Archiving appliances

By eweek  |  Posted 2007-08-23 Print this article Print

Vizard: Why dont you describe the product that you guys have put together to address this issue? It sounds like its a combination of what I used to call a hierarchical storage solution, but sounds like it may be a little more elegant than what used to be that term.

Koclanes: There are elements of what you thought about in the past as an HSM but, obviously, technologies have moved forward. So, basically, what weve done is created a very specific tiered storage solution in an appliance, what we call UDO archive appliance, that has all the proper attributes of a secured archive. We took blue laser technologies - not Blu-ray, not HD, but blue lasers, thats the only commonality there - and developed a medium so that once the data is placed on this UDO technology, it is stable and it is truly unchangeable. So, once youve recorded and verified on there it will hold up in a chain of evidence, a chain of custody, if you have the right audit trail, as well as in any kind of legal proceeding. So then this medium, which sits on this ruggedized cartridge, is in an appliance where you can put many pieces of this media - up to 76 terabytes behind one appliance. And all the management of the media is done by our software. And weve added a mass RAID cache and software to manage the integration of those two so that to the application world, to your e-mail archive application, to your file management application, it just looks like its writing to disk, but in reality youre being placed on this compliant media.

Vizard: Why would people go with Plasmon if youre partnered, or if they have relationships with, say the EMCs or the IBMs of the world? What is it that is going to bring a partner over to your view of the world?

Koclanes: A couple of different things. For one thing, all we do is archival storage. Theres plenty of history in this business that when you take a set of technologies and optimize it for a specific thing, that you beat both in terms of capabilities and costs. So think back to file access when NetApp decided to optimize an appliance to serve up files. You know, this is optimized to meet the needs of long-term archival. And now, at the same time, the very companies you name are often parts of the same solution. IBM actually OEMs the UDO technology under its 3996 model, so they actually use the Plasmon UDO technology within their product. Frequently, what will happen is, well be in an EMC environment and theyll have a primary copy of the archive on an EMC piece of technology. And because they know that their disk storage arrays really are only going to be there for three to five years, and theyve got a 25-year archive, lets say, or a 10-year archive, theyll put a longer-term copy on the Plasmon technology as the second copy. So sometimes theyre complementary technologies to what theyre used to. But the fact is you can go to anyone who has a data center and ask them how long is their longest storage array in that data center, you know, and three to five years is a pretty normal life. So what are you going to have as your compliant copy by those terms of these archives?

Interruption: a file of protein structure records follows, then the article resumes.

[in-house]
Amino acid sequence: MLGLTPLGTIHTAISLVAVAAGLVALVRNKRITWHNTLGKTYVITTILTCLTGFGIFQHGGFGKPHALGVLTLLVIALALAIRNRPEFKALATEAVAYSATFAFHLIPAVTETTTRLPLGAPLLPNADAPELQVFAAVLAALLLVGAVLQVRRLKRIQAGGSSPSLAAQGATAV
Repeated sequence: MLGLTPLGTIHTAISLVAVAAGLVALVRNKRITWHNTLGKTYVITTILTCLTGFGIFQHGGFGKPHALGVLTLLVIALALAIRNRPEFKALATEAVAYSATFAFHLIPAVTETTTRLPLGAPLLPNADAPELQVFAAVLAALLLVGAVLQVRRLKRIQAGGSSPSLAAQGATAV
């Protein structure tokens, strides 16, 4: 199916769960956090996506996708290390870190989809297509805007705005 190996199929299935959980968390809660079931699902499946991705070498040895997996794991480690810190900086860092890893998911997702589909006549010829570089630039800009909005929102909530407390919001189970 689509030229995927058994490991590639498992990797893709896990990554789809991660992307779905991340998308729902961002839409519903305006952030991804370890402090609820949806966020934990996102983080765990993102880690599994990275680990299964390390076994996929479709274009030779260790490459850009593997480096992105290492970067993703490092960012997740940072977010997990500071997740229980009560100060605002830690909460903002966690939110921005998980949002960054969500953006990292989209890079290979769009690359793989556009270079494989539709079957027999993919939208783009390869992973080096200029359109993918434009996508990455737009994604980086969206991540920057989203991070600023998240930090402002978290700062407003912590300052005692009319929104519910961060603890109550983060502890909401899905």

Vizard: So what kind of margins do the partners make on that kind of solution? I mean, is it a healthy business, or is it a lot of storage hardware businesses involved in kind of a cut-throat margin kind of gig?

Koclanes: One of the things that we find that our partners really like is the fact that this is a very unique solution. We have tried real hard to keep the integrity of our channel model. Were 100 percent through the channel; its not an over-distributed product. Theres unique value so the margins hold up well, double-digit margins for the resellers. We have gone after a value-add distribution model. So recently we announced support of the product by Abnet. And, as you know, Abnet usually represents very, very large companies, but they saw the potential of this opportunity to meet this space and bring IT resellers that are looking to add value to their customer, help them with a problem that theyre all struggling with. How do I meet compliance, IT governance and also how do I deal with the significant area of storage growth? So you can get benefits that give you operational efficiencies and also comply to some of the dictates of IT governance and compliance. The final piece I would like to mention is that, more and more, were seeing companies have directives toward being more energy efficient. And thats another key benefit of this technology. The 76-terabyte libraries that I talked about, the appliances, they still just plug into normal 110 wall power. This is a very efficient technology. Youre not spinning disks all the time. Once its recorded on the UDO media, it doesnt require any further electricity to be spinning drives all the time. So, over a 10-year archive, you can save between a half a million and a million dollars over a similar solution from someone like EMC in just power savings.


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